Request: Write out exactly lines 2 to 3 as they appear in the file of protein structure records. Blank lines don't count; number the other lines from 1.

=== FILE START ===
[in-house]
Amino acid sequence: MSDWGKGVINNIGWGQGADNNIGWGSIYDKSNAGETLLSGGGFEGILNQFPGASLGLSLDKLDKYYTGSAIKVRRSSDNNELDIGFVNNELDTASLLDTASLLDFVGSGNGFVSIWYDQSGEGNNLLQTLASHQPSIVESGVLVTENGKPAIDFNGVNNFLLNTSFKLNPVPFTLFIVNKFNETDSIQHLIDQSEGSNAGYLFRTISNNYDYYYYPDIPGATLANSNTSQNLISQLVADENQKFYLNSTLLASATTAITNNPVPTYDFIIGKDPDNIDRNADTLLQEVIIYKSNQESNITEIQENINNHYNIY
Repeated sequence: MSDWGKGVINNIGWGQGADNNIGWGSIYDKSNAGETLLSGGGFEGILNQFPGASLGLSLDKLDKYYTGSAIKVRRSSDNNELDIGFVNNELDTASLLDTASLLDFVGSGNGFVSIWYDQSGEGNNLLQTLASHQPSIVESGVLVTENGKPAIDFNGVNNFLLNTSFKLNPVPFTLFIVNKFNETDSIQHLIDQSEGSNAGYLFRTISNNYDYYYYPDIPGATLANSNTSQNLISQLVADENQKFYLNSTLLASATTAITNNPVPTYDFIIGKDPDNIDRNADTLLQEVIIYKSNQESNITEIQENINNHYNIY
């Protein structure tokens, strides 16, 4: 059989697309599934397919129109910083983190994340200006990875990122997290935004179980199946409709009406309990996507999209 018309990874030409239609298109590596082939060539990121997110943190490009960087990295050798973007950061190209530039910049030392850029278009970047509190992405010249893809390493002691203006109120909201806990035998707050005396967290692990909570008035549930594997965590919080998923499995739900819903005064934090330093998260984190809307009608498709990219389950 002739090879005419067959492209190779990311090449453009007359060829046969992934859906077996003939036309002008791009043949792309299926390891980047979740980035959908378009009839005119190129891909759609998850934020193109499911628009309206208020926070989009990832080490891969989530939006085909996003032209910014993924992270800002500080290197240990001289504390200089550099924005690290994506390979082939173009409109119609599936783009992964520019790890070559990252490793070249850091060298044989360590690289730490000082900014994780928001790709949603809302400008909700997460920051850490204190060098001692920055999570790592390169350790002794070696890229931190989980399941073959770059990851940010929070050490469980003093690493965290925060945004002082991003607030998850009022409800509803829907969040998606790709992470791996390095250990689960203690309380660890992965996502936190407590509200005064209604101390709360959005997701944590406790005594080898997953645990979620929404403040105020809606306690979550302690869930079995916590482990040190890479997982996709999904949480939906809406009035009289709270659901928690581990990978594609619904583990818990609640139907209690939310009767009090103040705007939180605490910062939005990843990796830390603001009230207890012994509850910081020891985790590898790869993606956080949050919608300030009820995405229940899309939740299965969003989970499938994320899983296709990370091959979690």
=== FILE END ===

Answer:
Amino acid sequence: MSDWGKGVINNIGWGQGADNNIGWGSIYDKSNAGETLLSGGGFEGILNQFPGASLGLSLDKLDKYYTGSAIKVRRSSDNNELDIGFVNNELDTASLLDTASLLDFVGSGNGFVSIWYDQSGEGNNLLQTLASHQPSIVESGVLVTENGKPAIDFNGVNNFLLNTSFKLNPVPFTLFIVNKFNETDSIQHLIDQSEGSNAGYLFRTISNNYDYYYYPDIPGATLANSNTSQNLISQLVADENQKFYLNSTLLASATTAITNNPVPTYDFIIGKDPDNIDRNADTLLQEVIIYKSNQESNITEIQENINNHYNIY
Repeated sequence: MSDWGKGVINNIGWGQGADNNIGWGSIYDKSNAGETLLSGGGFEGILNQFPGASLGLSLDKLDKYYTGSAIKVRRSSDNNELDIGFVNNELDTASLLDTASLLDFVGSGNGFVSIWYDQSGEGNNLLQTLASHQPSIVESGVLVTENGKPAIDFNGVNNFLLNTSFKLNPVPFTLFIVNKFNETDSIQHLIDQSEGSNAGYLFRTISNNYDYYYYPDIPGATLANSNTSQNLISQLVADENQKFYLNSTLLASATTAITNNPVPTYDFIIGKDPDNIDRNADTLLQEVIIYKSNQESNITEIQENINNHYNIY